Political conflicts, civil unrest, and poverty are some of the reasons that force families to flee their home countries and seek refuge elsewhere. In 2019, 70.8 million people worldwide were forced to migrate; over half were minors. This heterogeneous group of migrants included work migrants, refugees, asylum-seekers, and survivors of human trafficking, among others. Many of them, including minors, became undocumented and thus have no access to health or welfare services. The global phenomenon of migration will putatively increase with growing social and economic disparities between countries and the globalization, climate change and desertification. Undocumented migrants or asylum-seekers in host countries throughout the world often face arrest, detention, and deportation. In some countries, children, even those born in host countries, are separated from their parents during these processes. Children born in host countries often face the same deleterious treatment. In this chapter, we review the current research literature about the harmful implications of arrest, detention, and deportation on undocumented children’s mental health and discuss the underlying factors of the harmful consequences.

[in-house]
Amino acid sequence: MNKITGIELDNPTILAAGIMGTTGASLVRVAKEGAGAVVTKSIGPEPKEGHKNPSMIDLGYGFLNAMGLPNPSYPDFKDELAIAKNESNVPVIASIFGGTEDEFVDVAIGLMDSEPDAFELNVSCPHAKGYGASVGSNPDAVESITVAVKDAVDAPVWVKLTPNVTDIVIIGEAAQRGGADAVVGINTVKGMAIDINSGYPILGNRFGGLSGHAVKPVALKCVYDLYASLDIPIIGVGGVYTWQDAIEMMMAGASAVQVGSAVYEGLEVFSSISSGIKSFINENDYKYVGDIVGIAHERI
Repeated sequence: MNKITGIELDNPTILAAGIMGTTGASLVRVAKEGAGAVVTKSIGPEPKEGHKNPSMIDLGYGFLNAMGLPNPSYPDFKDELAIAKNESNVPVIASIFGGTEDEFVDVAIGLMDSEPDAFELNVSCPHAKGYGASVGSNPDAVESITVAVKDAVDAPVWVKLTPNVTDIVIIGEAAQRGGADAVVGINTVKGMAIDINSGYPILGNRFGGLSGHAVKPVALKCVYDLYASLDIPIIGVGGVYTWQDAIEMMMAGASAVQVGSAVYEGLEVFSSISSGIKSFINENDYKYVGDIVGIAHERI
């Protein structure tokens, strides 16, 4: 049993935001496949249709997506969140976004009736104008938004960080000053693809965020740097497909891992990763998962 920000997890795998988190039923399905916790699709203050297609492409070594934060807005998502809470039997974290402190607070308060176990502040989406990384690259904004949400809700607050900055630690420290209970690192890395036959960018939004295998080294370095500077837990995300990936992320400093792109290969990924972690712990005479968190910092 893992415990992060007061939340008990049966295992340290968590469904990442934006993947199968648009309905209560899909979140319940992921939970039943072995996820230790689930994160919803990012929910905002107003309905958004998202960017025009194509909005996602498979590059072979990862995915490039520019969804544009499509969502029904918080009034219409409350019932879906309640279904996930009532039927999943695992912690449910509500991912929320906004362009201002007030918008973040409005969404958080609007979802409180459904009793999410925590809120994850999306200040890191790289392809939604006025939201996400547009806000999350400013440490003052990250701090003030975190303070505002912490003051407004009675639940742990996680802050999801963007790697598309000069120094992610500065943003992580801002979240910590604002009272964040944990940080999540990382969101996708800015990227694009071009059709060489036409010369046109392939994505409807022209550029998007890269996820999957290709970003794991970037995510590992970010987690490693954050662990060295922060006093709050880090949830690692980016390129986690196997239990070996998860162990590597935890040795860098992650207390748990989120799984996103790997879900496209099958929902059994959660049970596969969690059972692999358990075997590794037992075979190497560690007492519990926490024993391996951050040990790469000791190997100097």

|Title of host publication||Immigrant and Migrant Children|
|Subtitle of host publication||Current Issues and Challenges|
|Publisher||Nova Science Publishers, Inc.|
|Number of pages||30|
|State||Published - 1 Jan 2020|
- International migration
- Undocumented children